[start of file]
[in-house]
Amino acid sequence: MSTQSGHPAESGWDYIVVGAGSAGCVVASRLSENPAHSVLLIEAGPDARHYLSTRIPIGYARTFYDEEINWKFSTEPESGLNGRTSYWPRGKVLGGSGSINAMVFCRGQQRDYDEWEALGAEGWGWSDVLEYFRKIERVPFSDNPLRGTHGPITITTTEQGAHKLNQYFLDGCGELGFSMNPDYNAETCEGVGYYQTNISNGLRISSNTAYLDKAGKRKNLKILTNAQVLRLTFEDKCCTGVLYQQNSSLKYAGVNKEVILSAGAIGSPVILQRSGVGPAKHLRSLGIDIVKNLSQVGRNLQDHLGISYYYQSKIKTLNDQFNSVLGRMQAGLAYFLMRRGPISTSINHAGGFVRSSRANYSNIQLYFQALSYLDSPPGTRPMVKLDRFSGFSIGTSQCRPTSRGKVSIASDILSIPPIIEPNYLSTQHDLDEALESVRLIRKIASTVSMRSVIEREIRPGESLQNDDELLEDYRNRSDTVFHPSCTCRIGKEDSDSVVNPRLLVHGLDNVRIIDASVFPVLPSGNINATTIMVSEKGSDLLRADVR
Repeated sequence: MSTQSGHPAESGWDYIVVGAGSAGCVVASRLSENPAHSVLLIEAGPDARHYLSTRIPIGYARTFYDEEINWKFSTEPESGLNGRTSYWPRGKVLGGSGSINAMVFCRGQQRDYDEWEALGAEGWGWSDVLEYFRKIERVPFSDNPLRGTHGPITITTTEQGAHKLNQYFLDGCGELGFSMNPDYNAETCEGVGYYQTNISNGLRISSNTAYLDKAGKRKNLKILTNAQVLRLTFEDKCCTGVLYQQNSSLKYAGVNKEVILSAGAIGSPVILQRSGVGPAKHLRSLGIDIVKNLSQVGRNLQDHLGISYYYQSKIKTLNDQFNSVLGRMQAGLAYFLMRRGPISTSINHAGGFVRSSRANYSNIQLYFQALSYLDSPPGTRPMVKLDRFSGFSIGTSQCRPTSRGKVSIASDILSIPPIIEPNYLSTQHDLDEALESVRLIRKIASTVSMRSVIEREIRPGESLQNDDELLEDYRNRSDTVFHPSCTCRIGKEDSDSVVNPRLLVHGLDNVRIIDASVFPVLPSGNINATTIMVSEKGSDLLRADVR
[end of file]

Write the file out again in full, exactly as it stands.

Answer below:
[in-house]
Amino acid sequence: MSTQSGHPAESGWDYIVVGAGSAGCVVASRLSENPAHSVLLIEAGPDARHYLSTRIPIGYARTFYDEEINWKFSTEPESGLNGRTSYWPRGKVLGGSGSINAMVFCRGQQRDYDEWEALGAEGWGWSDVLEYFRKIERVPFSDNPLRGTHGPITITTTEQGAHKLNQYFLDGCGELGFSMNPDYNAETCEGVGYYQTNISNGLRISSNTAYLDKAGKRKNLKILTNAQVLRLTFEDKCCTGVLYQQNSSLKYAGVNKEVILSAGAIGSPVILQRSGVGPAKHLRSLGIDIVKNLSQVGRNLQDHLGISYYYQSKIKTLNDQFNSVLGRMQAGLAYFLMRRGPISTSINHAGGFVRSSRANYSNIQLYFQALSYLDSPPGTRPMVKLDRFSGFSIGTSQCRPTSRGKVSIASDILSIPPIIEPNYLSTQHDLDEALESVRLIRKIASTVSMRSVIEREIRPGESLQNDDELLEDYRNRSDTVFHPSCTCRIGKEDSDSVVNPRLLVHGLDNVRIIDASVFPVLPSGNINATTIMVSEKGSDLLRADVR
Repeated sequence: MSTQSGHPAESGWDYIVVGAGSAGCVVASRLSENPAHSVLLIEAGPDARHYLSTRIPIGYARTFYDEEINWKFSTEPESGLNGRTSYWPRGKVLGGSGSINAMVFCRGQQRDYDEWEALGAEGWGWSDVLEYFRKIERVPFSDNPLRGTHGPITITTTEQGAHKLNQYFLDGCGELGFSMNPDYNAETCEGVGYYQTNISNGLRISSNTAYLDKAGKRKNLKILTNAQVLRLTFEDKCCTGVLYQQNSSLKYAGVNKEVILSAGAIGSPVILQRSGVGPAKHLRSLGIDIVKNLSQVGRNLQDHLGISYYYQSKIKTLNDQFNSVLGRMQAGLAYFLMRRGPISTSINHAGGFVRSSRANYSNIQLYFQALSYLDSPPGTRPMVKLDRFSGFSIGTSQCRPTSRGKVSIASDILSIPPIIEPNYLSTQHDLDEALESVRLIRKIASTVSMRSVIEREIRPGESLQNDDELLEDYRNRSDTVFHPSCTCRIGKEDSDSVVNPRLLVHGLDNVRIIDASVFPVLPSGNINATTIMVSEKGSDLLRADVR